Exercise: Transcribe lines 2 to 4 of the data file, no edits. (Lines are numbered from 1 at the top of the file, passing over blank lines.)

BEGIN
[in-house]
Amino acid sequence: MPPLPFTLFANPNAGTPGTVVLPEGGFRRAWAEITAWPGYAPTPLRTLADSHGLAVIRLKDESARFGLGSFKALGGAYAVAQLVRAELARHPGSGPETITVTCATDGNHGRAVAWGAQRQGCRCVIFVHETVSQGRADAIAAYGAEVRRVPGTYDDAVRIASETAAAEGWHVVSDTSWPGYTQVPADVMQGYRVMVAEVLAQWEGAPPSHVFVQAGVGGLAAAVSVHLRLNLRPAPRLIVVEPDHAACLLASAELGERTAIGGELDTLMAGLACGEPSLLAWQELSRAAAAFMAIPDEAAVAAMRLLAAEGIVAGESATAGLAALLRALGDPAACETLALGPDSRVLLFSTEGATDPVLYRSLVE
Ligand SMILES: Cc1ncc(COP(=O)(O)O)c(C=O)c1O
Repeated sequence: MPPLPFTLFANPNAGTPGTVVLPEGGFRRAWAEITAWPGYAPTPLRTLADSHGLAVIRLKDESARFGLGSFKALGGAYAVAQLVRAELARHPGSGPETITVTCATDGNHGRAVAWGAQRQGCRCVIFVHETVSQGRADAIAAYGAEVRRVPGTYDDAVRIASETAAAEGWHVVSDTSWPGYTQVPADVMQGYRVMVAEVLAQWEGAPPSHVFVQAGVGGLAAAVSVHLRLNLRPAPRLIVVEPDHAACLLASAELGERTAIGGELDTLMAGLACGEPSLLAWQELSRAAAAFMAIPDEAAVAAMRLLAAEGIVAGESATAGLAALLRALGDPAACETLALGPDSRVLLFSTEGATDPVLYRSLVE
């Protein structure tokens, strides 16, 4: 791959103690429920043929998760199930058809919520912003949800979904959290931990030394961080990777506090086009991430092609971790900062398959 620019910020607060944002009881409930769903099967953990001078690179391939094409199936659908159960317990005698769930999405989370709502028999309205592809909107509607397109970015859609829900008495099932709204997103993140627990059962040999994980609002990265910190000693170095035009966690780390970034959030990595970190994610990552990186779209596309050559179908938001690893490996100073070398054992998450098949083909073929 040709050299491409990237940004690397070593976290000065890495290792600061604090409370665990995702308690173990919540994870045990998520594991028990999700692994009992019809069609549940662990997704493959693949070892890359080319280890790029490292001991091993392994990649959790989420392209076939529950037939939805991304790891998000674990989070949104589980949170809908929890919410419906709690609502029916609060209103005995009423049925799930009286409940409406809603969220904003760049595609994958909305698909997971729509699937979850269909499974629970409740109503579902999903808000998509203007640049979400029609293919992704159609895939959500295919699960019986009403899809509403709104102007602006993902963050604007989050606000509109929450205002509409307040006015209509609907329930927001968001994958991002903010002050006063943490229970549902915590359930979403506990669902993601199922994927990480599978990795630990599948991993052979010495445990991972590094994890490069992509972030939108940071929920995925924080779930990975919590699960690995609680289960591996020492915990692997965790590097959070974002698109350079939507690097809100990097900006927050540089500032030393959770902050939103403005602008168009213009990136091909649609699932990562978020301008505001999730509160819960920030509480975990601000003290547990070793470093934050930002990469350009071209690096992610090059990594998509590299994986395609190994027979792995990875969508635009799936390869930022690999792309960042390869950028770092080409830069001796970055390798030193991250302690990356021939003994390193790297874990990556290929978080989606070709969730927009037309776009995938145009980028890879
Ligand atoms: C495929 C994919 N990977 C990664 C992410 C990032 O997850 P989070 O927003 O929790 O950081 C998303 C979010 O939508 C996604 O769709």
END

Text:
Amino acid sequence: MPPLPFTLFANPNAGTPGTVVLPEGGFRRAWAEITAWPGYAPTPLRTLADSHGLAVIRLKDESARFGLGSFKALGGAYAVAQLVRAELARHPGSGPETITVTCATDGNHGRAVAWGAQRQGCRCVIFVHETVSQGRADAIAAYGAEVRRVPGTYDDAVRIASETAAAEGWHVVSDTSWPGYTQVPADVMQGYRVMVAEVLAQWEGAPPSHVFVQAGVGGLAAAVSVHLRLNLRPAPRLIVVEPDHAACLLASAELGERTAIGGELDTLMAGLACGEPSLLAWQELSRAAAAFMAIPDEAAVAAMRLLAAEGIVAGESATAGLAALLRALGDPAACETLALGPDSRVLLFSTEGATDPVLYRSLVE
Ligand SMILES: Cc1ncc(COP(=O)(O)O)c(C=O)c1O
Repeated sequence: MPPLPFTLFANPNAGTPGTVVLPEGGFRRAWAEITAWPGYAPTPLRTLADSHGLAVIRLKDESARFGLGSFKALGGAYAVAQLVRAELARHPGSGPETITVTCATDGNHGRAVAWGAQRQGCRCVIFVHETVSQGRADAIAAYGAEVRRVPGTYDDAVRIASETAAAEGWHVVSDTSWPGYTQVPADVMQGYRVMVAEVLAQWEGAPPSHVFVQAGVGGLAAAVSVHLRLNLRPAPRLIVVEPDHAACLLASAELGERTAIGGELDTLMAGLACGEPSLLAWQELSRAAAAFMAIPDEAAVAAMRLLAAEGIVAGESATAGLAALLRALGDPAACETLALGPDSRVLLFSTEGATDPVLYRSLVE